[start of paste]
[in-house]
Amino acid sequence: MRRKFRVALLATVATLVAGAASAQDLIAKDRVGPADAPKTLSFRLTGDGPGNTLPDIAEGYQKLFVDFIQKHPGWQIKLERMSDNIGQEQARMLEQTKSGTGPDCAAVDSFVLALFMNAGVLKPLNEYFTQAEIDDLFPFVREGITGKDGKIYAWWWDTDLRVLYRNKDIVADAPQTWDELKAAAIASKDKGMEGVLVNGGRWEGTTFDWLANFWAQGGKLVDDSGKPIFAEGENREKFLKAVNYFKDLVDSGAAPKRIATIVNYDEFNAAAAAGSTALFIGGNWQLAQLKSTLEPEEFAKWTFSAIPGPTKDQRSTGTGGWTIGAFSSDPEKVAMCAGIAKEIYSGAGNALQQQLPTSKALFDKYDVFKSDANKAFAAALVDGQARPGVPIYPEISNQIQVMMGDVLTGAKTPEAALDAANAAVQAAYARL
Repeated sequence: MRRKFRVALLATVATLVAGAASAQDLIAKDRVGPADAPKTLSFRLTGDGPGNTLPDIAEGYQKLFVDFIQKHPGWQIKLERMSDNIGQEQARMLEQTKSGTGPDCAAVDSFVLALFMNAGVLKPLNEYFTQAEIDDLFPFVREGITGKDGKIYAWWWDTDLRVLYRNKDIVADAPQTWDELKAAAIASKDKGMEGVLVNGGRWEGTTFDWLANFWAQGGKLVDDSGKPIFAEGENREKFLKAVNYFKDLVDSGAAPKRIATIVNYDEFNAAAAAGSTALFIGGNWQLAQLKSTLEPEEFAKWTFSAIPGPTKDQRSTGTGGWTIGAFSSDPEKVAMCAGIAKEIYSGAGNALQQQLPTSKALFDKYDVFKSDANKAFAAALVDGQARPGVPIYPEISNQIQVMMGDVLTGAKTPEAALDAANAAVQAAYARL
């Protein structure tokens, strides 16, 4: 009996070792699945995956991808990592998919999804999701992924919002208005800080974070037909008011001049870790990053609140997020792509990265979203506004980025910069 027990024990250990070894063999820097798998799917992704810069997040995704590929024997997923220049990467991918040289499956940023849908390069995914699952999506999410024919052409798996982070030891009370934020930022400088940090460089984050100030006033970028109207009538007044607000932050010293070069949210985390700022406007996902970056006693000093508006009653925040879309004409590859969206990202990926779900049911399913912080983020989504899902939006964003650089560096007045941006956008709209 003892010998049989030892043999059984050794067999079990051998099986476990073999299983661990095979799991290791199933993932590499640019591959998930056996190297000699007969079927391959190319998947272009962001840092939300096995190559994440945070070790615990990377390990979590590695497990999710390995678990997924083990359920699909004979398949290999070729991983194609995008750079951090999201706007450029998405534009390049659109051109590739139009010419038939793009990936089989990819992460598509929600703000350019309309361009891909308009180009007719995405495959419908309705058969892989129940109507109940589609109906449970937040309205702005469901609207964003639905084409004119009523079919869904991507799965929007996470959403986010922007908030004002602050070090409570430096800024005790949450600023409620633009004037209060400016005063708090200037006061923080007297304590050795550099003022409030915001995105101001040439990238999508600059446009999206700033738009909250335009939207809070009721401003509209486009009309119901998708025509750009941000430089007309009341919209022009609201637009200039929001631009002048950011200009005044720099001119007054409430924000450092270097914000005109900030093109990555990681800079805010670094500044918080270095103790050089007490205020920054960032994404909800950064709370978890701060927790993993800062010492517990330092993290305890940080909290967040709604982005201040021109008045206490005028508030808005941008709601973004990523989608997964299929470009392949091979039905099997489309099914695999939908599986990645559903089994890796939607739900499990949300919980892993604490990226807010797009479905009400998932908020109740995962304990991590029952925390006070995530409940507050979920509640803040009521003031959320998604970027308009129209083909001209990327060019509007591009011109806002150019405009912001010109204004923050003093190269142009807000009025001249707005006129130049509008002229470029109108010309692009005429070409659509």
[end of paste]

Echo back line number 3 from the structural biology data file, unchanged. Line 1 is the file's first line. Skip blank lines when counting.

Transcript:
Repeated sequence: MRRKFRVALLATVATLVAGAASAQDLIAKDRVGPADAPKTLSFRLTGDGPGNTLPDIAEGYQKLFVDFIQKHPGWQIKLERMSDNIGQEQARMLEQTKSGTGPDCAAVDSFVLALFMNAGVLKPLNEYFTQAEIDDLFPFVREGITGKDGKIYAWWWDTDLRVLYRNKDIVADAPQTWDELKAAAIASKDKGMEGVLVNGGRWEGTTFDWLANFWAQGGKLVDDSGKPIFAEGENREKFLKAVNYFKDLVDSGAAPKRIATIVNYDEFNAAAAAGSTALFIGGNWQLAQLKSTLEPEEFAKWTFSAIPGPTKDQRSTGTGGWTIGAFSSDPEKVAMCAGIAKEIYSGAGNALQQQLPTSKALFDKYDVFKSDANKAFAAALVDGQARPGVPIYPEISNQIQVMMGDVLTGAKTPEAALDAANAAVQAAYARL